Bluebells (Hyacinthoides non-scripta) are a common wildflower in the UK and are widely used in gardens. They are a member of the lily family, which also includes the tulip.
Bluebells can be eaten raw or cooked, but they have small bulbs at their base which contain alkaloids. These make bluebells toxic when eaten raw and can cause vomiting, diarrhoea and convulsions if eaten in large quantities. Cooking removes these alkaloids, so it is safe to eat cooked bluebells.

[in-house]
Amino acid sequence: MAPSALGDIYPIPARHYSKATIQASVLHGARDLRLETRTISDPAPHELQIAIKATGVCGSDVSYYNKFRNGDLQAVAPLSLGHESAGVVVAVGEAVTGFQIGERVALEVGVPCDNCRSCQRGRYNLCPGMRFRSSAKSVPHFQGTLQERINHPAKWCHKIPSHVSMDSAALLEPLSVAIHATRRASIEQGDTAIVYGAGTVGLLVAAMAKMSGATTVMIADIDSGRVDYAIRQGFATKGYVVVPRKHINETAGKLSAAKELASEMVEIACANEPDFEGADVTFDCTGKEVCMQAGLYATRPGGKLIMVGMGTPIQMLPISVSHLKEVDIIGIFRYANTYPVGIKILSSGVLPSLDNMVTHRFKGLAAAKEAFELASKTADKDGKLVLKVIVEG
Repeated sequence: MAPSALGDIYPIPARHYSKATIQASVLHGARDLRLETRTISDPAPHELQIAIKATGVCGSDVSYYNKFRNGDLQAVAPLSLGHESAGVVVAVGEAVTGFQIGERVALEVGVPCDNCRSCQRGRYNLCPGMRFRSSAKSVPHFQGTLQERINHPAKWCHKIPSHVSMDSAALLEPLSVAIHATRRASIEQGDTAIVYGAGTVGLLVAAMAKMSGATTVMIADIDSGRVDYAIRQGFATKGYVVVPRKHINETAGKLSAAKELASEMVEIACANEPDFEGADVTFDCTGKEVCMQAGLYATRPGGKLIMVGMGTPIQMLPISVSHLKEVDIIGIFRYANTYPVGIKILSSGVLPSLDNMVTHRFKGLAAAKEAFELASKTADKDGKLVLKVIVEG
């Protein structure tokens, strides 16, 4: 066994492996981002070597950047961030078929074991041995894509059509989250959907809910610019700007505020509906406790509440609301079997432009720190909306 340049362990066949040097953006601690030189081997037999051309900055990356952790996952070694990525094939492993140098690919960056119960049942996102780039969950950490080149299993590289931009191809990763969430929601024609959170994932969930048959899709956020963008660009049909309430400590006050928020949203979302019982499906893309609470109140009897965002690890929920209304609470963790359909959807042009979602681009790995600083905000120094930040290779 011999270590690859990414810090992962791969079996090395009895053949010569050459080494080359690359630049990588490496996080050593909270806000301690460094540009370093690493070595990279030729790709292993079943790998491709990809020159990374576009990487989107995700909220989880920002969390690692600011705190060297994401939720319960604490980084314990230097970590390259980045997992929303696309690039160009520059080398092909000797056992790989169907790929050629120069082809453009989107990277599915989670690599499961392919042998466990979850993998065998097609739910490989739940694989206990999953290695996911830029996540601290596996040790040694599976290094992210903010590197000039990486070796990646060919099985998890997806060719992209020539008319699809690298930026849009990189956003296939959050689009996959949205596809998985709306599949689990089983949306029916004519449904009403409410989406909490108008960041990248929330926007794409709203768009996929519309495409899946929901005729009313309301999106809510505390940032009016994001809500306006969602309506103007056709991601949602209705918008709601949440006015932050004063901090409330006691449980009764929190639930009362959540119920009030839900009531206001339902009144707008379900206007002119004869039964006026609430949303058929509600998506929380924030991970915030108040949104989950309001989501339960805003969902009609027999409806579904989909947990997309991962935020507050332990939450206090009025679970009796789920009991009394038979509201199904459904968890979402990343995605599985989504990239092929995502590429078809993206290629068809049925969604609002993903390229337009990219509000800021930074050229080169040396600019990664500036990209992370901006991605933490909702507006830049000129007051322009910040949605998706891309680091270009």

Bluebells can be used in salads or added to soups or stews. They are often used with other spring vegetables like peas, asparagus and broad beans.
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Last modified: October 8, 2022